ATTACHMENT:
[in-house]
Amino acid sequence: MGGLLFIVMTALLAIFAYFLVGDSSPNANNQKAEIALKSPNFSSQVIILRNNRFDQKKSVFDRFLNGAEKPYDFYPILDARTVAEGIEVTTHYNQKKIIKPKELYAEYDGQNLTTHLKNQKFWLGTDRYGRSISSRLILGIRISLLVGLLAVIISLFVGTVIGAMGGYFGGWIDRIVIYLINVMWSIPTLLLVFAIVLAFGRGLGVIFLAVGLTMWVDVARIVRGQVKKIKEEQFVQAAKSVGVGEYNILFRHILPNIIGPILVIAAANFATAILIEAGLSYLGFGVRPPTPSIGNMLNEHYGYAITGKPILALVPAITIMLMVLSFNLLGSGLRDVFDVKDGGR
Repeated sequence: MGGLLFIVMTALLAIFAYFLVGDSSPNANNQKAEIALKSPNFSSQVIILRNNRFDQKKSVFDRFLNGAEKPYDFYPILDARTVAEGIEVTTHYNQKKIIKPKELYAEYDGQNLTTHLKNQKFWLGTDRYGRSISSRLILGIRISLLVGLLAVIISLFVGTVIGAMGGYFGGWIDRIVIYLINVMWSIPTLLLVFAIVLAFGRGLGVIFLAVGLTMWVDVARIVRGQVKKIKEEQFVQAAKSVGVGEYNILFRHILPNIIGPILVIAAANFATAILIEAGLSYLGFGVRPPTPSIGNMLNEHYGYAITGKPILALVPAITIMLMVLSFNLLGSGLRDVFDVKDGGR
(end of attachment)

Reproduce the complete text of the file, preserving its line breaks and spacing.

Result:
[in-house]
Amino acid sequence: MGGLLFIVMTALLAIFAYFLVGDSSPNANNQKAEIALKSPNFSSQVIILRNNRFDQKKSVFDRFLNGAEKPYDFYPILDARTVAEGIEVTTHYNQKKIIKPKELYAEYDGQNLTTHLKNQKFWLGTDRYGRSISSRLILGIRISLLVGLLAVIISLFVGTVIGAMGGYFGGWIDRIVIYLINVMWSIPTLLLVFAIVLAFGRGLGVIFLAVGLTMWVDVARIVRGQVKKIKEEQFVQAAKSVGVGEYNILFRHILPNIIGPILVIAAANFATAILIEAGLSYLGFGVRPPTPSIGNMLNEHYGYAITGKPILALVPAITIMLMVLSFNLLGSGLRDVFDVKDGGR
Repeated sequence: MGGLLFIVMTALLAIFAYFLVGDSSPNANNQKAEIALKSPNFSSQVIILRNNRFDQKKSVFDRFLNGAEKPYDFYPILDARTVAEGIEVTTHYNQKKIIKPKELYAEYDGQNLTTHLKNQKFWLGTDRYGRSISSRLILGIRISLLVGLLAVIISLFVGTVIGAMGGYFGGWIDRIVIYLINVMWSIPTLLLVFAIVLAFGRGLGVIFLAVGLTMWVDVARIVRGQVKKIKEEQFVQAAKSVGVGEYNILFRHILPNIIGPILVIAAANFATAILIEAGLSYLGFGVRPPTPSIGNMLNEHYGYAITGKPILALVPAITIMLMVLSFNLLGSGLRDVFDVKDGGR